Wartburg Festival

The first Wartburg Festival (German: Wartburgfest) was a convention of about 500 Protestant German students, held on 18 October 1817 at the Wartburg castle near Eisenach in Thuringia. The former refuge of reformator Martin Luther was considered a national symbol and the assembly a protest against reactionary politics and Kleinstaaterei.

Students marching to the Wartburg in 1817


After the German "Wars of Liberation" against Napoleon and the French occupation, many people were bitter about dreams of German national unity shattered after the 1815 Congress of Vienna. Democratic reforms were stalled, and governments had cracked down on press freedom and rights of association.

On 12 June 1815 several corporated students at the University of Jena founded the Urburschenschaft organization in order to encourage German unity at the university. Many of them had participated as voluntary soldiers on the fields against Napoleon, e.g. in the Lützow Free Corps, the black-red-gold colour scheme of which was adopted for the Flag of Germany. The German students demonstrated for a national state and a liberal constitution condemning the "reactionary" forces in the newly recreated states of the German Confederation. At least, a constitution for the German state of Saxe-Weimar-Eisenach including articles on freedom of speech, press and assembly was amended by Grand Duke Karl August in 1816.

On the occasion of the three-hundredth anniversary of Martin Luther's nailing of his ninety-five theses on 31 October 1517 and to commemorate the fourth anniversary of the bloody Battle of Nations at Leipzig, the Burschenschaft student fraternities from the Jena and Halle universities agreed to organize a "national festival" at the Wartburg. The castle was chosen as a meeting place as it had been a refuge for Luther after he had been banned and was declared vogelfrei by Emperor Charles V in 1521. Inasmuch as he had translated the Bible there and thus set a standard for the German language, it became a symbol of German nationalism. Hundreds of students from Berlin, Breslau, Erlangen, Gießen, Göttingen, Greifswald, Heidelberg, Kiel, Königsberg, Leipzig, Marburg, Rostock und Tübingen joined the festivities. Jena professors such as Dietrich Georg von Kieser, Lorenz Oken, Heinrich Luden, and Jakob Friedrich Fries were also among the participants.

At the meeting in the Wartburg knights' hall, speeches were held about Martin Luther as a freedom fighter and the way to national unity. Followed by the Christian hymn Now Thank We All Our God as sung by the victorious Prussian troops after the 1757 Battle of Leuthen and a final blessing, the convention resembled a Protestant church service. The men eventually gathered for a festive meal and gave several toasts to the fallens of the Liberation Wars, Scharnhorst, Schill and Körner.

Invitations to Austrian universities had been blocked by the government of State Chancellor Metternich; the event itself was also used as a justification for further suppression of liberal forces, such as the Carlsbad Decrees of 1819. In 1832, the Hambacher Fest was held in similar manner. A second festival at the Wartburg was held during the Revolutions of 1848 in the German states.

Book burningEdit

Book burning after the Wartburg festival
Contemporary report with a list of the burnt things

After the end of the official festivities and referring to Martin Luther's burning of the papal bull Exsurge domine in 1520, followers of "Turnvater" Friedrich Ludwig Jahn arranged a book burning with the burning of mocked books symbolizing a number of reactionary literary works, and symbols of Napoleon's foreign rule like a corporal's cane.[1] This act was used in 1933 as a justification for the Nazi book burnings.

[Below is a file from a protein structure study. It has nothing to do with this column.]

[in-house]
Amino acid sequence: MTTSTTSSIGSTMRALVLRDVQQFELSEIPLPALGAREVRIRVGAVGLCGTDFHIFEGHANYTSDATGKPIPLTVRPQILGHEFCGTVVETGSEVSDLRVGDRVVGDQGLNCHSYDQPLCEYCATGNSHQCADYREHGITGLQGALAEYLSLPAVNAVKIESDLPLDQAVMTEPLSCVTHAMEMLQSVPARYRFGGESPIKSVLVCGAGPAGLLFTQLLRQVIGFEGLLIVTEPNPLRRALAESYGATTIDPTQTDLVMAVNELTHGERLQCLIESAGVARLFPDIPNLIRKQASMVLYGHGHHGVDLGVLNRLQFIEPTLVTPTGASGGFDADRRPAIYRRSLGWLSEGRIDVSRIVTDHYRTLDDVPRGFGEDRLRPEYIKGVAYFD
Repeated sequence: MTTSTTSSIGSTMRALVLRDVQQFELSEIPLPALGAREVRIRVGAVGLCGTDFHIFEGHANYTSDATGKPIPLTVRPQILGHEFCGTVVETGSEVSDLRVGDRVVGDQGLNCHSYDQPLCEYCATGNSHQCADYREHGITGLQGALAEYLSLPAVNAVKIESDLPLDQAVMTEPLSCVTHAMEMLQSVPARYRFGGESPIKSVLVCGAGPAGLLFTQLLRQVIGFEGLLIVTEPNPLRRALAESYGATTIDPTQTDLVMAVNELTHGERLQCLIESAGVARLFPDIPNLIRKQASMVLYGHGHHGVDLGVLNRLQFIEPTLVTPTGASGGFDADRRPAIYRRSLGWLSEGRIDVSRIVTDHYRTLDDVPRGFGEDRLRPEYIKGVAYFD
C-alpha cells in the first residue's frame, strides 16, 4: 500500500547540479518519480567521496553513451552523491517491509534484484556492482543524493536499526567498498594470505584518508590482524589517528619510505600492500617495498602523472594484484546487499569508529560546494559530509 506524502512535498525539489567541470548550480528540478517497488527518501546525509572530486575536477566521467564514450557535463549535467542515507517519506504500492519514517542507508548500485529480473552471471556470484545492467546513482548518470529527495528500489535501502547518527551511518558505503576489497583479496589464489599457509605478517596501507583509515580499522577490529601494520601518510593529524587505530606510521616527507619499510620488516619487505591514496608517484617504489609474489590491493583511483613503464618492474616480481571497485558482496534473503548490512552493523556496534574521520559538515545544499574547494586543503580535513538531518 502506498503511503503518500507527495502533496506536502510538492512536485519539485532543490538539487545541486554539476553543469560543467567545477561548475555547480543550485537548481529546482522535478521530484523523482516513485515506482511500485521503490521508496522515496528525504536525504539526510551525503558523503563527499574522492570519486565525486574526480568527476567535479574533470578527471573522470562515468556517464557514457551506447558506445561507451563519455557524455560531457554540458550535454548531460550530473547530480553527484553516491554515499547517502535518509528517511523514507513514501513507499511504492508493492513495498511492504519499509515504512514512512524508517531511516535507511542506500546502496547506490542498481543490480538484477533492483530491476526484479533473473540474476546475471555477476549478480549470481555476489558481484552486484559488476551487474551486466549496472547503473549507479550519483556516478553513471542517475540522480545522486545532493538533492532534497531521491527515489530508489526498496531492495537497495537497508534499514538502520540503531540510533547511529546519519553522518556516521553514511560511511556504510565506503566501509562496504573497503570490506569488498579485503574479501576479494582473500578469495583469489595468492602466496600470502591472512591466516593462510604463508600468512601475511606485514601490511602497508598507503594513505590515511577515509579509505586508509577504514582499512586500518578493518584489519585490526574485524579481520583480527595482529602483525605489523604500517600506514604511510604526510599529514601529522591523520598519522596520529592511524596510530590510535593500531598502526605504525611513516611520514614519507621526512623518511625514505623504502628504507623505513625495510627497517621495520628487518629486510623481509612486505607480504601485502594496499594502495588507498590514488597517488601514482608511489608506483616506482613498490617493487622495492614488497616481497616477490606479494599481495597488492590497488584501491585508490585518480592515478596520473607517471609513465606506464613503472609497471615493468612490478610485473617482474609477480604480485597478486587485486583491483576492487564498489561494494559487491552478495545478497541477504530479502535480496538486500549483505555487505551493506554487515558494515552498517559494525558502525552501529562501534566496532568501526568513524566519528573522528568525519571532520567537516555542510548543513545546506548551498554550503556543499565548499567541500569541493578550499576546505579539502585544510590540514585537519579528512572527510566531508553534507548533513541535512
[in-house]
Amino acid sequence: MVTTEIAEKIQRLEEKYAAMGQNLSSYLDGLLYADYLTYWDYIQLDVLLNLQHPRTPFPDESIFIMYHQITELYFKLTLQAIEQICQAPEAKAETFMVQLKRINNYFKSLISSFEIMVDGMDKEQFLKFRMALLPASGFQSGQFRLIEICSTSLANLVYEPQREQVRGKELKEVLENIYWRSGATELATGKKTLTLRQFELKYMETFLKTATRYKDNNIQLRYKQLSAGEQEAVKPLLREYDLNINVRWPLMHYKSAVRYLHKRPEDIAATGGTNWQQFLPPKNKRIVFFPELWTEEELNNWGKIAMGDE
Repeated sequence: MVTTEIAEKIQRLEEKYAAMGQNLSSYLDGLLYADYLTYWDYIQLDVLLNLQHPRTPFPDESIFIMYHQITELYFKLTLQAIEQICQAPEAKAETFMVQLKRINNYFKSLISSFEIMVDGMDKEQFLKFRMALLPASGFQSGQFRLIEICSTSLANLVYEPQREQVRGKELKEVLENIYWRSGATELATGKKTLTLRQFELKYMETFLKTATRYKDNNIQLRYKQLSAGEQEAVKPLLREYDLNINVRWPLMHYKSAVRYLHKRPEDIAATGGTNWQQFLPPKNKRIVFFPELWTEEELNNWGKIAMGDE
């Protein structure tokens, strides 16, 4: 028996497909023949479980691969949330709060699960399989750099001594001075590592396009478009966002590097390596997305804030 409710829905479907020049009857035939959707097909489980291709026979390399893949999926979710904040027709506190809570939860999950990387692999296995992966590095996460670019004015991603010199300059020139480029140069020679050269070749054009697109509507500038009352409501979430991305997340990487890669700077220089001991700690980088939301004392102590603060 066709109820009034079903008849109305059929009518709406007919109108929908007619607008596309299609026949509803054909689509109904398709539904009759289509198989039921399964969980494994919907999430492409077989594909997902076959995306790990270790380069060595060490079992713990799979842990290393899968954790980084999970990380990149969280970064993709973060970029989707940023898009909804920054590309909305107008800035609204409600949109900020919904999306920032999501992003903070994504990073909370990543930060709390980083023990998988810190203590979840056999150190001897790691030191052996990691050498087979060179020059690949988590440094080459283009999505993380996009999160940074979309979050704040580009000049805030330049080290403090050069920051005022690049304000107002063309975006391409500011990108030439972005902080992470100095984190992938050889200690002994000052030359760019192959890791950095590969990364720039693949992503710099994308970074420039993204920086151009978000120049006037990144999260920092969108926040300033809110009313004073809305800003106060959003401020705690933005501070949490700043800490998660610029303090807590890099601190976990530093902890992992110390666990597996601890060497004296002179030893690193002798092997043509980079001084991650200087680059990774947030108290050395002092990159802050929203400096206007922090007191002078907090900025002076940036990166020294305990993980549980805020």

The symbolically burnt books comprised:

  • Jean Pierre Frédéric Ancillon: Ueber Souverainitaet, etc. (De la souveraineté), ["On Sovereignty" (and the Forms of Government)]
  • F. v. Cölln: Vertraute Briefe ["Private Letters"]. Freymüthige Blätter ["Candid Papers"]
  • August Friedrich Wilhelm Crome: Deutschlands Crisis und Rettung im April und May 1813. ["Germany’s Crisis and Salvation in April and May, 1813"]
  • Dabelow: Der 13e Artikel der deutschen Bundesacte ["The 13th Article of the Act of German Confederation"]
  • Karl Ludwig von Haller: Restauration der Staatswissenschaft ["Restoration of Political Science"]
  • August von Kotzebue: Geschichte des deutschen Reichs ["History of the German Realm"]
  • Ludwig Theobul Kosegarten: Rede gesprochen am Napoleonstage 1800 ["Speech delivered on Napoleon’s Day, 1800'], Geschichte meines fünfzigsten Lebensjahres ["History of My Fiftieth Year of Life'], and Vaterländische Lieder ["Patriotic Songs"]
  • Carl Albert Christoph Heinrich von Kamptz: Codex der Gensd'armerie ["Codex of the Gendarmerie"]
  • W. Reinhard: Die Bundesacte über Ob, Wann und Wie? deutscher Landstände ["The Acts of the Confederation on Whether, When, and How? The State of the German Nation"]
  • Schmalz: Berichtigung einer Stelle in der Bredow-Venturinischen Chronik; und die beyden darauf ["Account of a Passage in the Chronicle by Bredow and Venturini, and (the commentaries of) Both Thereon"]
  • Saul Ascher: Germanomanie ["Germano-Mania"]
  • Zacharias Werner: Martin Luther oder die Weihe der Kraft ["Martin Luther, or, The Consecration of Force"], Die Söhne des Thals ["The Sons of the Valley"]
  • K. v. Wangenheim: Die Idee der Staatsverfassung ["The Notion of a National Constitution"]
  • The Napoleonic Code
  • Justus Friedrich Wilhelm Zachariae: Über den Code Napoleon ["On the Code Napoléon"]
  • Karl Leberecht Immermann: Ein Wort zur Beherzigung (gegen die Burschenschaft zu Halle) ["A Word of Heed (Against the Student Association in Halle)"], 1814


  1. ^ Gerd Fesser: "Von der Napoleonzeit zum Bismarckreich: Streiflichter zur deutschen Geschichte im 19. Jahrhundert", Donat, 2001, p. 86

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